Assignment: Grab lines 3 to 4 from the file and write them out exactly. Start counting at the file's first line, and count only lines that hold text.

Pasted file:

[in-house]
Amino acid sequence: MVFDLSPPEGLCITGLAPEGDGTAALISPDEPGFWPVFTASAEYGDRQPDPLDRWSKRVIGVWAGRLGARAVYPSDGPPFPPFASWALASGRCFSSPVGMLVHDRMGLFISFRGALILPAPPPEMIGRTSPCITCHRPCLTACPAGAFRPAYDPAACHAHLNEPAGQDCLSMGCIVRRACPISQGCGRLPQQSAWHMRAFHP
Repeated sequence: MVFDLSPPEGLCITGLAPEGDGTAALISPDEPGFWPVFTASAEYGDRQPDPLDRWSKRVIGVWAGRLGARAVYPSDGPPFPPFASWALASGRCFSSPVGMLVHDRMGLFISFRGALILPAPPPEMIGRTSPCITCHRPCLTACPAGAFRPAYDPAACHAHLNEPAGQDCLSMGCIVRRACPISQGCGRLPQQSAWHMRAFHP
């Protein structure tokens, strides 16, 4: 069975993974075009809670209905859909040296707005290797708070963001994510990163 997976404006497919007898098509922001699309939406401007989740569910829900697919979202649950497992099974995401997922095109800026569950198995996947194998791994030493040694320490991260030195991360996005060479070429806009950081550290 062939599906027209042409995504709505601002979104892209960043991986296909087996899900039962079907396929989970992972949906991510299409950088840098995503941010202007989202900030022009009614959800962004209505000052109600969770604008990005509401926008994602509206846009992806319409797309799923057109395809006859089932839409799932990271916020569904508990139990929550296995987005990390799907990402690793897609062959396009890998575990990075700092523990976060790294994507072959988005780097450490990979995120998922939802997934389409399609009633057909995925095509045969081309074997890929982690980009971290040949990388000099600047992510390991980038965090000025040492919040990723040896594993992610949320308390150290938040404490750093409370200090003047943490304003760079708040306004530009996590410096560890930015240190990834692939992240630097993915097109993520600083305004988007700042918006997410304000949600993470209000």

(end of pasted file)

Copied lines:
Repeated sequence: MVFDLSPPEGLCITGLAPEGDGTAALISPDEPGFWPVFTASAEYGDRQPDPLDRWSKRVIGVWAGRLGARAVYPSDGPPFPPFASWALASGRCFSSPVGMLVHDRMGLFISFRGALILPAPPPEMIGRTSPCITCHRPCLTACPAGAFRPAYDPAACHAHLNEPAGQDCLSMGCIVRRACPISQGCGRLPQQSAWHMRAFHP
């Protein structure tokens, strides 16, 4: 069975993974075009809670209905859909040296707005290797708070963001994510990163 997976404006497919007898098509922001699309939406401007989740569910829900697919979202649950497992099974995401997922095109800026569950198995996947194998791994030493040694320490991260030195991360996005060479070429806009950081550290 062939599906027209042409995504709505601002979104892209960043991986296909087996899900039962079907396929989970992972949906991510299409950088840098995503941010202007989202900030022009009614959800962004209505000052109600969770604008990005509401926008994602509206846009992806319409797309799923057109395809006859089932839409799932990271916020569904508990139990929550296995987005990390799907990402690793897609062959396009890998575990990075700092523990976060790294994507072959988005780097450490990979995120998922939802997934389409399609009633057909995925095509045969081309074997890929982690980009971290040949990388000099600047992510390991980038965090000025040492919040990723040896594993992610949320308390150290938040404490750093409370200090003047943490304003760079708040306004530009996590410096560890930015240190990834692939992240630097993915097109993520600083305004988007700042918006997410304000949600993470209000």